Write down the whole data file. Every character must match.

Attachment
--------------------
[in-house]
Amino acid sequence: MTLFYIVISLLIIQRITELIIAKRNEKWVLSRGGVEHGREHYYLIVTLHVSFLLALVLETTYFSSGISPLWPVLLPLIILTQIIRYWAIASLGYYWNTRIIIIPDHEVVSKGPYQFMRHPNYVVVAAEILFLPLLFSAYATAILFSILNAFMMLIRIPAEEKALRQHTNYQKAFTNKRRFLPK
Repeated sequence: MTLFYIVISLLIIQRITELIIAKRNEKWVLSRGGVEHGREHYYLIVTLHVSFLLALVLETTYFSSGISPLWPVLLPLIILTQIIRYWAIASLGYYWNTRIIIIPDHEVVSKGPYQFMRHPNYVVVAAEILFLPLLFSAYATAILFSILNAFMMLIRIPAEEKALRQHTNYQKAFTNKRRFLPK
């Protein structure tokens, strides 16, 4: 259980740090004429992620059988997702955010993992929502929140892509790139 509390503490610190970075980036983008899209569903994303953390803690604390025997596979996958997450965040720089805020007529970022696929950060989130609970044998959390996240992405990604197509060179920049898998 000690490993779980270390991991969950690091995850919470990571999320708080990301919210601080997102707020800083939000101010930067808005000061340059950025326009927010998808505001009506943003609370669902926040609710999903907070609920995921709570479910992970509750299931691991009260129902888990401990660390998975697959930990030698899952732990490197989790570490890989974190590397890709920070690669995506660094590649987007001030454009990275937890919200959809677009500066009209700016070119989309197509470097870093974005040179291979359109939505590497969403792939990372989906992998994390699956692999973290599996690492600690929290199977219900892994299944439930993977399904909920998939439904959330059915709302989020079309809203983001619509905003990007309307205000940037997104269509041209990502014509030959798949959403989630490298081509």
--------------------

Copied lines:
[in-house]
Amino acid sequence: MTLFYIVISLLIIQRITELIIAKRNEKWVLSRGGVEHGREHYYLIVTLHVSFLLALVLETTYFSSGISPLWPVLLPLIILTQIIRYWAIASLGYYWNTRIIIIPDHEVVSKGPYQFMRHPNYVVVAAEILFLPLLFSAYATAILFSILNAFMMLIRIPAEEKALRQHTNYQKAFTNKRRFLPK
Repeated sequence: MTLFYIVISLLIIQRITELIIAKRNEKWVLSRGGVEHGREHYYLIVTLHVSFLLALVLETTYFSSGISPLWPVLLPLIILTQIIRYWAIASLGYYWNTRIIIIPDHEVVSKGPYQFMRHPNYVVVAAEILFLPLLFSAYATAILFSILNAFMMLIRIPAEEKALRQHTNYQKAFTNKRRFLPK
């Protein structure tokens, strides 16, 4: 259980740090004429992620059988997702955010993992929502929140892509790139 509390503490610190970075980036983008899209569903994303953390803690604390025997596979996958997450965040720089805020007529970022696929950060989130609970044998959390996240992405990604197509060179920049898998 000690490993779980270390991991969950690091995850919470990571999320708080990301919210601080997102707020800083939000101010930067808005000061340059950025326009927010998808505001009506943003609370669902926040609710999903907070609920995921709570479910992970509750299931691991009260129902888990401990660390998975697959930990030698899952732990490197989790570490890989974190590397890709920070690669995506660094590649987007001030454009990275937890919200959809677009500066009209700016070119989309197509470097870093974005040179291979359109939505590497969403792939990372989906992998994390699956692999973290599996690492600690929290199977219900892994299944439930993977399904909920998939439904959330059915709302989020079309809203983001619509905003990007309307205000940037997104269509041209990502014509030959798949959403989630490298081509």